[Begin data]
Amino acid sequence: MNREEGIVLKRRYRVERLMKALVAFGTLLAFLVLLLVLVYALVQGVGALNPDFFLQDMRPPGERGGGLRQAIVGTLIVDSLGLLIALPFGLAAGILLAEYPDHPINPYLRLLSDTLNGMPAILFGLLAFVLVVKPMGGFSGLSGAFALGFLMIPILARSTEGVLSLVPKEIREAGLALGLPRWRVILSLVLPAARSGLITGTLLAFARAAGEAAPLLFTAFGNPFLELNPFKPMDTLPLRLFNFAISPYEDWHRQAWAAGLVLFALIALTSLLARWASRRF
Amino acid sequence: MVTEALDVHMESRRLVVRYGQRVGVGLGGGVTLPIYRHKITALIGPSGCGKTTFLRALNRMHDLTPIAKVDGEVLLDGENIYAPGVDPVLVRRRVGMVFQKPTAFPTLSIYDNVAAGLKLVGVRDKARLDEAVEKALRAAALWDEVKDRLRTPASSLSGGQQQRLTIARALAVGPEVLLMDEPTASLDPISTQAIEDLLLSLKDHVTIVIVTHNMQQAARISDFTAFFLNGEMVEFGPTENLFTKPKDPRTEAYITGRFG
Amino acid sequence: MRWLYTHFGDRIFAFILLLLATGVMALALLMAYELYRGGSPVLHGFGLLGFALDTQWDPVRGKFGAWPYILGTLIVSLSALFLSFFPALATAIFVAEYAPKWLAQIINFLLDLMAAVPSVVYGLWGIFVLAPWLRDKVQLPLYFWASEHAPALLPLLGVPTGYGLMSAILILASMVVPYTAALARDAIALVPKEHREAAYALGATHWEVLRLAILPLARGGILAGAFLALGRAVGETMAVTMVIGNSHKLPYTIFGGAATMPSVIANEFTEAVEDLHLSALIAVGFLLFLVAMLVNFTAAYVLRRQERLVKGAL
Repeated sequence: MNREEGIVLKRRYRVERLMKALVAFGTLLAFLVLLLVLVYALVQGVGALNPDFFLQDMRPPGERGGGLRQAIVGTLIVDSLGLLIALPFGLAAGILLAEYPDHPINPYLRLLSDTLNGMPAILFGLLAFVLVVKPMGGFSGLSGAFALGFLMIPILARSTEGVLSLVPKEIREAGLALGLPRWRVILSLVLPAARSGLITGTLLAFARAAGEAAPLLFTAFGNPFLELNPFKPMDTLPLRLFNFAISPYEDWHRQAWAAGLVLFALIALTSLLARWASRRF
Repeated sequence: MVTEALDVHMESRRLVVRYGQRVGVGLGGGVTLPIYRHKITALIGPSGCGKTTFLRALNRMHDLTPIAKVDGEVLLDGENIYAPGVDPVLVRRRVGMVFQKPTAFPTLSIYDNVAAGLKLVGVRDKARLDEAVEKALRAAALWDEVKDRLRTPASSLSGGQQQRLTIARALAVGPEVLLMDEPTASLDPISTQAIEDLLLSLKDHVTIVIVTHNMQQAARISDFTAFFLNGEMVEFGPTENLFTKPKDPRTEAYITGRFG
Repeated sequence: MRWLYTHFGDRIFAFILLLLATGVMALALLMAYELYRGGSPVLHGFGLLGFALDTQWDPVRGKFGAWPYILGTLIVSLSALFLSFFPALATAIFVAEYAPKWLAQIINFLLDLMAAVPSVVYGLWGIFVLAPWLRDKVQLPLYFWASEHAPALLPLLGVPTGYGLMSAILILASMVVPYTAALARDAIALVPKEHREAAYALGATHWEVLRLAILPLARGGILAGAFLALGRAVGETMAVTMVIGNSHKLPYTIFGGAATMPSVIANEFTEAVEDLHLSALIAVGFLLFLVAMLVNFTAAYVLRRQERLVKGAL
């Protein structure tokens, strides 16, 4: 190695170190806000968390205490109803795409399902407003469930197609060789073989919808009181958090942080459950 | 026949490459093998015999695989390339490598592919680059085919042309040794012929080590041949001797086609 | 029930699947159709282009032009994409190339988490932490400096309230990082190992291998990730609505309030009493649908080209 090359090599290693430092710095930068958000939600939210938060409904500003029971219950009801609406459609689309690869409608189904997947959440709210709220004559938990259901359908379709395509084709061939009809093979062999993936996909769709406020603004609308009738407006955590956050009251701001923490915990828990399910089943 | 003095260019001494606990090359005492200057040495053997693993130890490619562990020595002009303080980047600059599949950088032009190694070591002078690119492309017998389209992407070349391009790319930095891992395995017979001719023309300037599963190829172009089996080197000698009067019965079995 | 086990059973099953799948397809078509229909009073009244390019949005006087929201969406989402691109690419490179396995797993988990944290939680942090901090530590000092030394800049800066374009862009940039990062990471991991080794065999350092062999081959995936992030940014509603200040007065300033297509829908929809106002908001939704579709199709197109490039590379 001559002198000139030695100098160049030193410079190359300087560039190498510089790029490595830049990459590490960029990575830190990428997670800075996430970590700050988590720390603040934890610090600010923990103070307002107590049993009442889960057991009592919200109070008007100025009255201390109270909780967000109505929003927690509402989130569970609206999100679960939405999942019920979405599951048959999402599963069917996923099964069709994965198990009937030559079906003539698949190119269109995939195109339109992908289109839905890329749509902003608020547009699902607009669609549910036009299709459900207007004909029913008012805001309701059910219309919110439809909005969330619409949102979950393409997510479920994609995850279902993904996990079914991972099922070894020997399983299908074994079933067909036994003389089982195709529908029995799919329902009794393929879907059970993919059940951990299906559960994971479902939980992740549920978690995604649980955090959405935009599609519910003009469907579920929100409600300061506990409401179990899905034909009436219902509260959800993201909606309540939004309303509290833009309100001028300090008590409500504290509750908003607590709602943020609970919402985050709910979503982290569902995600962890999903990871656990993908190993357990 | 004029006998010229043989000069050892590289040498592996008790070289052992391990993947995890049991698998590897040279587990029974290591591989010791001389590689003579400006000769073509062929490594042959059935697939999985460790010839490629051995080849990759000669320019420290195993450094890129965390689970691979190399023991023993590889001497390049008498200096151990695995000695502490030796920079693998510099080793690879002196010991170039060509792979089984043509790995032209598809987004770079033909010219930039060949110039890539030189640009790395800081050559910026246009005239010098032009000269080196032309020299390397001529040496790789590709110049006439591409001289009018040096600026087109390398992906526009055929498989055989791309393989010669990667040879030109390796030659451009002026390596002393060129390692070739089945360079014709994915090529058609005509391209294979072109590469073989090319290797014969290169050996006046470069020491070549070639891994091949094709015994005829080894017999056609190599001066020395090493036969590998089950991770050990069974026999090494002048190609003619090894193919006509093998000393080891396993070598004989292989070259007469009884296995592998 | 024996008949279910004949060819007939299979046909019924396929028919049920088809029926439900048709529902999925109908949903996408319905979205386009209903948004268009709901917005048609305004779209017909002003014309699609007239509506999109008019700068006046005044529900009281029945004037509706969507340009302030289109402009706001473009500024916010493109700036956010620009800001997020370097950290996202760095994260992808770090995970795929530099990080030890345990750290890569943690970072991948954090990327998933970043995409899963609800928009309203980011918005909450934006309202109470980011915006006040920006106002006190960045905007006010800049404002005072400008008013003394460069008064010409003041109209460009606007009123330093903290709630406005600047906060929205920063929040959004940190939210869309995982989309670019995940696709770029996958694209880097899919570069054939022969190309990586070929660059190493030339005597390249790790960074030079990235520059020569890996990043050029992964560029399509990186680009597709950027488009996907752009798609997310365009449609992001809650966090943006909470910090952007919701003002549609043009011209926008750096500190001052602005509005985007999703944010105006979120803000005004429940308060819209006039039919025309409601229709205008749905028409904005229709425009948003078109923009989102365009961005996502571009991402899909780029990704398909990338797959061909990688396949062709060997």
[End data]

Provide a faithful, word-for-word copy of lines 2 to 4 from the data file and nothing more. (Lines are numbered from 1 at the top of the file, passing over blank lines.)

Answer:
Amino acid sequence: MVTEALDVHMESRRLVVRYGQRVGVGLGGGVTLPIYRHKITALIGPSGCGKTTFLRALNRMHDLTPIAKVDGEVLLDGENIYAPGVDPVLVRRRVGMVFQKPTAFPTLSIYDNVAAGLKLVGVRDKARLDEAVEKALRAAALWDEVKDRLRTPASSLSGGQQQRLTIARALAVGPEVLLMDEPTASLDPISTQAIEDLLLSLKDHVTIVIVTHNMQQAARISDFTAFFLNGEMVEFGPTENLFTKPKDPRTEAYITGRFG
Amino acid sequence: MRWLYTHFGDRIFAFILLLLATGVMALALLMAYELYRGGSPVLHGFGLLGFALDTQWDPVRGKFGAWPYILGTLIVSLSALFLSFFPALATAIFVAEYAPKWLAQIINFLLDLMAAVPSVVYGLWGIFVLAPWLRDKVQLPLYFWASEHAPALLPLLGVPTGYGLMSAILILASMVVPYTAALARDAIALVPKEHREAAYALGATHWEVLRLAILPLARGGILAGAFLALGRAVGETMAVTMVIGNSHKLPYTIFGGAATMPSVIANEFTEAVEDLHLSALIAVGFLLFLVAMLVNFTAAYVLRRQERLVKGAL
Repeated sequence: MNREEGIVLKRRYRVERLMKALVAFGTLLAFLVLLLVLVYALVQGVGALNPDFFLQDMRPPGERGGGLRQAIVGTLIVDSLGLLIALPFGLAAGILLAEYPDHPINPYLRLLSDTLNGMPAILFGLLAFVLVVKPMGGFSGLSGAFALGFLMIPILARSTEGVLSLVPKEIREAGLALGLPRWRVILSLVLPAARSGLITGTLLAFARAAGEAAPLLFTAFGNPFLELNPFKPMDTLPLRLFNFAISPYEDWHRQAWAAGLVLFALIALTSLLARWASRRF